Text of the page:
Route: Gearhart Mountain (OR)

Submitted by Aria Zoner on Wed, 10/14/2020 - 02:54pm
Oregon, US
11.5 mi
Vertical Gain
2,772 ft

Gearhart Mountain Wilderness was one of the original areas included in the Wilderness Act of 1964. This route passes on or near domes, hoodoos, cliffs and other interesting rock formations for which this area has long been known for. Summiting this wilderness highpoint quickly demands an ability to avoid being distracted by intense natural beauty, sure footing to avoid slipping or tripping, and an appreciation for reaching remote places.

The Destination:

Gearhart Mountain is more than just a geological wonder, it's the most prominent point in Lake County, Oregon, the 10th-most prominent point in Oregon, and the 67th highest peak in the state as well.

The standard approach for Gearhart Mountain is from the east, beginning from Gearhart Trailhead, located 0.2 miles north of Corral Creek Campground.  Follow Gearhart Mountain Trail. In 0.7 miles, pass through the Palisade Rocks. Travel beneath The Dome then at mile 4.7, reach a prominent saddle (at ~7,925ft). From the saddle, it's 1.5 miles cross-country to the summit. During this section, cliffs and hoodoos are encountered that must be negotiated. Expect to see lots of big game wildlife as well, including elk, wolves, and black bears.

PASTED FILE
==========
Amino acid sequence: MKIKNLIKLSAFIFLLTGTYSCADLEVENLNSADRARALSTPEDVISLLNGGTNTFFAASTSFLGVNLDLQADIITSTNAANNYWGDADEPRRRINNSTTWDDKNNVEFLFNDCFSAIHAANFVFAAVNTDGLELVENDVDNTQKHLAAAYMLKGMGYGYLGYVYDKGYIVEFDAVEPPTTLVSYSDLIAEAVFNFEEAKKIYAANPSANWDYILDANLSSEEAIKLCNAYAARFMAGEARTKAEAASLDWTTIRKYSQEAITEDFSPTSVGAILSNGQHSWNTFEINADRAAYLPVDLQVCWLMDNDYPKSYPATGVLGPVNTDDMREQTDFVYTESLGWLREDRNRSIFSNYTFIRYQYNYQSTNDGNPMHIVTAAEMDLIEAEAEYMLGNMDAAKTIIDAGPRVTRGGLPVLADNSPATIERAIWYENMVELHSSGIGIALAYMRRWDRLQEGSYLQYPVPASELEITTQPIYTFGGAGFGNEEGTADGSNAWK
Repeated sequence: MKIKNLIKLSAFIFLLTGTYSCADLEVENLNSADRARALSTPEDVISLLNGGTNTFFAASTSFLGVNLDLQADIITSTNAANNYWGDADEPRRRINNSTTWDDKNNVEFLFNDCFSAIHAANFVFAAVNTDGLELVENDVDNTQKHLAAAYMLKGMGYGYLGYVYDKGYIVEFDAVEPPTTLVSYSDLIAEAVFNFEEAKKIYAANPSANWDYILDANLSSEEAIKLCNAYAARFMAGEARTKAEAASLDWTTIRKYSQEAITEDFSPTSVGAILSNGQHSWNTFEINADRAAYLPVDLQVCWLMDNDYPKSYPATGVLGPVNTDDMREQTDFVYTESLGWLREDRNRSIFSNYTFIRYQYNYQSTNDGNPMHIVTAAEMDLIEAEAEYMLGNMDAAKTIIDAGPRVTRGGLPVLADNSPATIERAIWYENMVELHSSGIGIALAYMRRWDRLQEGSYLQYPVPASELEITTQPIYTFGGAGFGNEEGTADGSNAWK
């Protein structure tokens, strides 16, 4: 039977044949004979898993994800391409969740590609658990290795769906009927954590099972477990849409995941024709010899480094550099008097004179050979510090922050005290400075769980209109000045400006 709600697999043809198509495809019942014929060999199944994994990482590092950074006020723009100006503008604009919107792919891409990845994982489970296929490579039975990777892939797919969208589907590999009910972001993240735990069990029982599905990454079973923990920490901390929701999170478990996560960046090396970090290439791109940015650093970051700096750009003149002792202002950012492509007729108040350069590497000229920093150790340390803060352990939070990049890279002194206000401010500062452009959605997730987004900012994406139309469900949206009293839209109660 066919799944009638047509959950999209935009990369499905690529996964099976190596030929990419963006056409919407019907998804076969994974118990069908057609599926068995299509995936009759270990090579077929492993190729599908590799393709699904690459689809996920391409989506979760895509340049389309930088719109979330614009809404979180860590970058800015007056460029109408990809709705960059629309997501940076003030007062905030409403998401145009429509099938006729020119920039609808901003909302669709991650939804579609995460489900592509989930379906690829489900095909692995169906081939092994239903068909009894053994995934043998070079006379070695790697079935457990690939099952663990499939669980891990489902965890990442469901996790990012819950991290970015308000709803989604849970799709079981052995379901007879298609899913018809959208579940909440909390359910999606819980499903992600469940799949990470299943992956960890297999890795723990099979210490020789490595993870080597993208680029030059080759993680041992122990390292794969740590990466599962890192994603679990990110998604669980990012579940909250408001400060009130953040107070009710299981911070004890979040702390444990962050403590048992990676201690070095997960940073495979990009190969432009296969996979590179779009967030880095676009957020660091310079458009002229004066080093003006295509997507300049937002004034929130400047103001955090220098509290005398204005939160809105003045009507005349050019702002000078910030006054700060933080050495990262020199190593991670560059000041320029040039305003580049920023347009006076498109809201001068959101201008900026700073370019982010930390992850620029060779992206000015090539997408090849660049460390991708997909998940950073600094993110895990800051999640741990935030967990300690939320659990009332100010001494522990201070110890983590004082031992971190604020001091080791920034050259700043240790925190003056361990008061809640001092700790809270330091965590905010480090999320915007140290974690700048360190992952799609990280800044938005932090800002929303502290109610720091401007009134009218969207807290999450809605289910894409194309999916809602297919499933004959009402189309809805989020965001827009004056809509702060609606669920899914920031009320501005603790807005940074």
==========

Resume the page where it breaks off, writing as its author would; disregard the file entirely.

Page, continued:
This route travels from Gearhart Mountain Trailhead to the summit of Gearhart Mountain, and back.

GPS Track


User Picture
Profile picture for user Aria Zoner

While preparing to attempt this route, I learned that OR 28 had been shot and killed. This was a female wolf roaming just north of Gearhart Mountain. Before her passing, she had successfully given birth to a litter of pups, which are still presumed to be alive and on the loose. In 2019, her killer was caught but avoided jailtime. "Dick will spend a year in supervised release, pay the Oregon Department of Fish and Wildlife $2,500 in restitution, not hunt any wildlife for a year and perform 100 hours of community service." While wolf sightings are extremely rare, in areas where they're known to be, they should still be expected. Solution? Carry PPE: Mace, a bear bell, a much slower friend in case you get chased. JK! At the end of the day, this is their landscape and habitat. Please travel thru it respectfully and follow existing routes and trails during your visitation.